When will economic vigor return to the Southeast?
The New York Times published a story by Michael Cooper earlier this week titled "Deep Recession Sharply Altered U.S. Jobless Map." The article looks at differences among state unemployment rates and focuses on how the South's unemployment rates are higher than most other areas of the country. Cooper writes:
"The once-booming South, which entered the recession with the lowest unemployment rate in the nation, is now struggling with some of the highest rates, recent data from the Bureau of Labor Statistics show."
This is clearly the case, and the Times piece has a set of charts that illustrate the point. What the chart does not show is that apart from the 2002–7 period, the states that represent my part of the South (the Sixth Federal Reserve District: Alabama, Florida, Georgia, Louisiana, Mississippi, and Tennessee) had a similar or higher rate of unemployment than did the rest of the country between 1976 and 2002. The question that arises, and one that we continue to investigate, is whether the current period Cooper writes about is all that abnormal.
Getting back to the main point of the Times article, that the region's unemployment rates are higher than the rest of the country, Cooper spoke to a number of people in researching the article:
"Economists offer a variety of explanations for the South's performance. 'For a long time we tended to outpace the national average with regard to economic performance, and a lot of that was driven by, for lack of a better word, development and in-migration,' said Michael Chriszt, an assistant vice president of the Federal Reserve Bank of Atlanta's research department. 'That came to an abrupt halt, and it has not picked up.' "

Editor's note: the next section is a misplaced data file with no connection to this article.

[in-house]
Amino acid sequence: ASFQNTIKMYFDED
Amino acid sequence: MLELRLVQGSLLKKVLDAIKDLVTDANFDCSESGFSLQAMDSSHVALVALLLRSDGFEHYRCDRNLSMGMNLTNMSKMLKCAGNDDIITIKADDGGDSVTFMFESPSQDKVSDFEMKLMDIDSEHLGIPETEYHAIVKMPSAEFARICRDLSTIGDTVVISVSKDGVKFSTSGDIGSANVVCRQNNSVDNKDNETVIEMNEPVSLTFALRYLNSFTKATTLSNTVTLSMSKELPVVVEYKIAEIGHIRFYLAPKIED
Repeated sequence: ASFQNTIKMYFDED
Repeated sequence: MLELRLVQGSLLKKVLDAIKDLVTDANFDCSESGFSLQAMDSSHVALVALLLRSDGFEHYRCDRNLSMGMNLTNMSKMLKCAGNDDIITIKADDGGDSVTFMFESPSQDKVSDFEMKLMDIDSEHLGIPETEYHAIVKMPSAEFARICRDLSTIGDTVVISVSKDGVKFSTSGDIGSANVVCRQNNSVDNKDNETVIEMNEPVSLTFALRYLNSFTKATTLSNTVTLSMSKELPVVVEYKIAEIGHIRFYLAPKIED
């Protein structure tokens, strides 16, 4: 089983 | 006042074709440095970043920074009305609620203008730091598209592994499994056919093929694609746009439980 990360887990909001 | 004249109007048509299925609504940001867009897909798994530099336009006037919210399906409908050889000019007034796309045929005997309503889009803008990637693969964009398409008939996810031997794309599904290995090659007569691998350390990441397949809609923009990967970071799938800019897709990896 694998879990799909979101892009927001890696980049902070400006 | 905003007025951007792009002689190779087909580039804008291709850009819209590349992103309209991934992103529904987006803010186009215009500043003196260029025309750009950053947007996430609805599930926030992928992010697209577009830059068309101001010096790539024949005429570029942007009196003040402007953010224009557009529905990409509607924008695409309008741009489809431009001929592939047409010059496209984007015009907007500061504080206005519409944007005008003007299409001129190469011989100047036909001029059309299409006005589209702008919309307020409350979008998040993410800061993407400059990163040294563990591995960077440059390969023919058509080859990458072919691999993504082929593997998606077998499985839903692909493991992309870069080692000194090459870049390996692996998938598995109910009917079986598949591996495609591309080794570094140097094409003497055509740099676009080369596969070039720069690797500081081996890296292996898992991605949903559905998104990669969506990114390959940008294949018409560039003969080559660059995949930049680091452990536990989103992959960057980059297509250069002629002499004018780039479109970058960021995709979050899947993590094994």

Shameless plug notwithstanding, the point was that the driving force behind the region's economic growth was population gains, which in turn ignited development and, in the case of Florida and Georgia in particular, overbuilding in both residential and commercial space.
The slowdown in population growth to the levels experienced by the rest of the country explains a big part of the regional economic deceleration. The above chart shows the difference between our region's growth rate and that of the rest of the country from 1970 to 2010. From 1970 to 2005 the region's rate of growth exceeded the rest of the country, but from 2006 through 2010 it was lower.
Richard Kaglic, my colleague at the Richmond Fed, had a great quote in the same Times article:
" 'If your nose is high, if you're climbing faster and your engine cuts out, you fall farther and it takes you a longer time to recover,' he said. 'The conditions we experienced in late 2008, 2009, are as close as you come to an engine-out situation in the economy.' "
I'm not a pilot like Richard, but we can use the same analogy for the states in the Atlanta Fed's district. We'll be digging deeper into the reasons behind the region's higher rate of unemployment, but it's clear that the major factor behind the Southeast's recent underperformance is the falloff in population growth and the resulting drop in residential and commercial real estate development that had been driving regional economic growth.
By Mike Chriszt, an assistant vice president in the Atlanta Fed's research department
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